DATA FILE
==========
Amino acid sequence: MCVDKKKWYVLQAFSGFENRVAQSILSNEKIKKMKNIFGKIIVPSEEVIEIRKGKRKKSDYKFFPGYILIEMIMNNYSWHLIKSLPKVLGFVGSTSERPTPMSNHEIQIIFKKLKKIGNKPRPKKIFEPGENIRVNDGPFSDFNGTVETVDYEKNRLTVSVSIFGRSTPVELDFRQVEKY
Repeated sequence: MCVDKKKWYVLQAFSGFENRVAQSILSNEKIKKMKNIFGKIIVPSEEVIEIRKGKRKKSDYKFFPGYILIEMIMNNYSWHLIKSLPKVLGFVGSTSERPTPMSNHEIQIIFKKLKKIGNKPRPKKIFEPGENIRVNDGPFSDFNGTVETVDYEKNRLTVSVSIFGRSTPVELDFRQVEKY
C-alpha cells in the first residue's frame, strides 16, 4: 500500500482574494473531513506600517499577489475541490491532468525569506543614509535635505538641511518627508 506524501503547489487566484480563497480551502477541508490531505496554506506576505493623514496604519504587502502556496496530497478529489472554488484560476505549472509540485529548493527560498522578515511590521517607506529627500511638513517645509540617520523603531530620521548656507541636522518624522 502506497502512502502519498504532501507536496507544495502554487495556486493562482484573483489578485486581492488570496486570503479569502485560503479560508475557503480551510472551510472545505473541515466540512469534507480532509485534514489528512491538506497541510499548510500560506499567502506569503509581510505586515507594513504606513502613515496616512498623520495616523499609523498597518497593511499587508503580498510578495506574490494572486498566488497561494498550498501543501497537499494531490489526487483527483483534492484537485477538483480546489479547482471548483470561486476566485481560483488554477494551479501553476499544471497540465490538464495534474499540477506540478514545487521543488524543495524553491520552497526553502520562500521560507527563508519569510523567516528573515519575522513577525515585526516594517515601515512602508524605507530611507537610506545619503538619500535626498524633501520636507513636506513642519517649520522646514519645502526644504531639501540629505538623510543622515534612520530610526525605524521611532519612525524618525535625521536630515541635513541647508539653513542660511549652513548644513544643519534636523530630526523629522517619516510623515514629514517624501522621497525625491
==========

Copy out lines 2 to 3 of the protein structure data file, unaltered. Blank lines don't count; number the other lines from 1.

Repeated sequence: MCVDKKKWYVLQAFSGFENRVAQSILSNEKIKKMKNIFGKIIVPSEEVIEIRKGKRKKSDYKFFPGYILIEMIMNNYSWHLIKSLPKVLGFVGSTSERPTPMSNHEIQIIFKKLKKIGNKPRPKKIFEPGENIRVNDGPFSDFNGTVETVDYEKNRLTVSVSIFGRSTPVELDFRQVEKY
C-alpha cells in the first residue's frame, strides 16, 4: 500500500482574494473531513506600517499577489475541490491532468525569506543614509535635505538641511518627508 506524501503547489487566484480563497480551502477541508490531505496554506506576505493623514496604519504587502502556496496530497478529489472554488484560476505549472509540485529548493527560498522578515511590521517607506529627500511638513517645509540617520523603531530620521548656507541636522518624522 502506497502512502502519498504532501507536496507544495502554487495556486493562482484573483489578485486581492488570496486570503479569502485560503479560508475557503480551510472551510472545505473541515466540512469534507480532509485534514489528512491538506497541510499548510500560506499567502506569503509581510505586515507594513504606513502613515496616512498623520495616523499609523498597518497593511499587508503580498510578495506574490494572486498566488497561494498550498501543501497537499494531490489526487483527483483534492484537485477538483480546489479547482471548483470561486476566485481560483488554477494551479501553476499544471497540465490538464495534474499540477506540478514545487521543488524543495524553491520552497526553502520562500521560507527563508519569510523567516528573515519575522513577525515585526516594517515601515512602508524605507530611507537610506545619503538619500535626498524633501520636507513636506513642519517649520522646514519645502526644504531639501540629505538623510543622515534612520530610526525605524521611532519612525524618525535625521536630515541635513541647508539653513542660511549652513548644513544643519534636523530630526523629522517619516510623515514629514517624501522621497525625491